HANNIBAL, Mo. -- Dylan Dodd wasn't expecting to get the ball for the Hannibal Hoots' first game.
Teammate Quinton Kujawa, who was supposed to get the start, told the Hoots coaching staff his family was coming to visit the second day of the season, and it was going to be the only time Kujawa's family could watch their son play.
Hoots manager Clayton Hicks switched Dodd and Kujawa's starts, putting the left-hander from Kankakee Community College in line to pitch the franchise opener.
"I was supposed to be more of a bullpen guy here," Dodd said. "But I was happy to get the start. I was really the only guy who was fresh, and I took full advantage of it."
Dodd threw six scoreless innings, while allowing just four hits and striking out eight in Hannibal's 4-0 victory over the Danville Dans. That performance kicked off one of the best starts to the season across the Prospect League.
Dodd is 2-0 in two starts with a 1.42 earned run average in 12 1/3 innings. He's struck out 15 batters and walked just one. His ERA is fifth-best in the Prospect League among pitchers with two starts and at least 10 innings.
He's also been one of the best hitters in the league, too.
Dodd is hitting a league-best .433 (13 for 30) with three doubles, a triple and seven RBIs. He's also scored eight runs and struck out just twice.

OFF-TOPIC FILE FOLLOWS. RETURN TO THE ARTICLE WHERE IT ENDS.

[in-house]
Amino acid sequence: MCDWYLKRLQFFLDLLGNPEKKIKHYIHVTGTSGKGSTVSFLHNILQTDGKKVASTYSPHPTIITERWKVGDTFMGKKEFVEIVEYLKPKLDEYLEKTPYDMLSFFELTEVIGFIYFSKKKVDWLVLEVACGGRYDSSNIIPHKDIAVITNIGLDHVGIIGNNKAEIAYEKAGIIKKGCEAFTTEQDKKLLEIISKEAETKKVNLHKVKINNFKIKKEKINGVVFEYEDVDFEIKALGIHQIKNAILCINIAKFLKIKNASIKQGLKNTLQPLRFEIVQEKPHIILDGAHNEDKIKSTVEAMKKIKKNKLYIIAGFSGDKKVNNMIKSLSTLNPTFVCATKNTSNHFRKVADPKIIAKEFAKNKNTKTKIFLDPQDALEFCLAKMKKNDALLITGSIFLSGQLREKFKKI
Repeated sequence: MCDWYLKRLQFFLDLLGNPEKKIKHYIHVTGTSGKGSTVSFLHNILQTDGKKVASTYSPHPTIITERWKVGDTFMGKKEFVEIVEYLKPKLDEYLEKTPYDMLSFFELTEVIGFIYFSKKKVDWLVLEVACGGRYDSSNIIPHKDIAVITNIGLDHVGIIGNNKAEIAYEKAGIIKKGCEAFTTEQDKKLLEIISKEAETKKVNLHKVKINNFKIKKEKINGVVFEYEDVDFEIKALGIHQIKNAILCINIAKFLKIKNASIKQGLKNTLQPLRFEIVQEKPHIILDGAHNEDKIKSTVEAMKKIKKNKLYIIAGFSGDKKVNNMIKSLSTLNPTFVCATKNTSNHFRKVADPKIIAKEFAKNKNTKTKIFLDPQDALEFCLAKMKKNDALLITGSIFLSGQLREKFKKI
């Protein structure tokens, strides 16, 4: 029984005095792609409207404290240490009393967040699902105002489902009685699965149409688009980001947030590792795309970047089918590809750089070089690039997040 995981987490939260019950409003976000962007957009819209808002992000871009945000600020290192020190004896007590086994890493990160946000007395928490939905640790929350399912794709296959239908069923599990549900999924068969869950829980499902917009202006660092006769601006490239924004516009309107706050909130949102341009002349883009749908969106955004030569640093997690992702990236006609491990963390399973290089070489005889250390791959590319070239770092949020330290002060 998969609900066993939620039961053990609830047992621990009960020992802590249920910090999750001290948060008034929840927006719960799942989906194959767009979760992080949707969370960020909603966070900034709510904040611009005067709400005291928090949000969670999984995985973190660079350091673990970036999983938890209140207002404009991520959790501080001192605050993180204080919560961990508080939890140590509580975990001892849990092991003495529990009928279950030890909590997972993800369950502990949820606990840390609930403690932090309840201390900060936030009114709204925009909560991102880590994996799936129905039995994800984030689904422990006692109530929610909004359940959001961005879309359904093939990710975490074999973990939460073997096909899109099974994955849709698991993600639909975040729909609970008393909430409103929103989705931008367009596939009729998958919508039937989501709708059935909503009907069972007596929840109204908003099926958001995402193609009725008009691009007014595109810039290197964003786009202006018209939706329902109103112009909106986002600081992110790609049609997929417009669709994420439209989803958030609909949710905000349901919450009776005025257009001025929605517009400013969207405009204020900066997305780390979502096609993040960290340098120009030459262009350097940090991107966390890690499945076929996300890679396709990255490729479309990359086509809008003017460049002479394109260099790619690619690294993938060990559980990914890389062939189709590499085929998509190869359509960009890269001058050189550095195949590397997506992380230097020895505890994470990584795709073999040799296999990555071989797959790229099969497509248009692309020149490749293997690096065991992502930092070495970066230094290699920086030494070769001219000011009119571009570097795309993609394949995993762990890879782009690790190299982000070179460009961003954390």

Terre Haute's Zach Milam is the only other player in the league with a batting average more than .400.
"I see myself more as a hitter or position player who's able to pitch," Dodd said. "(Hitting) is what I'm best at. I like that the most."
Being a two-way player isn't easy. He did it at Kankakee by usually making starts on Sunday games while either playing at first base or designated hitter throughout the week.
The Hoots are applying a similar strategy this summer. After Dodd makes a start, he'll usually get a day off before returning usually as a designated hitter or somewhere else in the field.
"You have to have open communication with him, and we've done that," Hicks said. "Just seeing where his body is,because the last thing we want to do his burn him out or get him hurt.
"It's hard to do both because where do you go during practice? The pitchers are throwing bullpen. Do you go with them? It's hard to do, and he's managed his time really well to do both."
Dodd says he likes to be aggressive at the plate, even if that means swinging on the first pitch. If he gets a first-pitch fastball, he can avoid falling into a pitcher's count.
On the mound, Dodd tries to attack the strike zone using his two-seam fastball.
"I just get ahead of batters," he said. "Once you get ahead and aren't giving up free stuff, they aren't looking for pitches. You can throw any pitch and expand the zone."
It's worked for Dodd through Hannibal's first 11 games.
"I hope it continues," Hicks said. "We put a lot on him, and he's really accepted that. Obviously record-wise we aren't where we want to be, but he's definitely a big part of this team."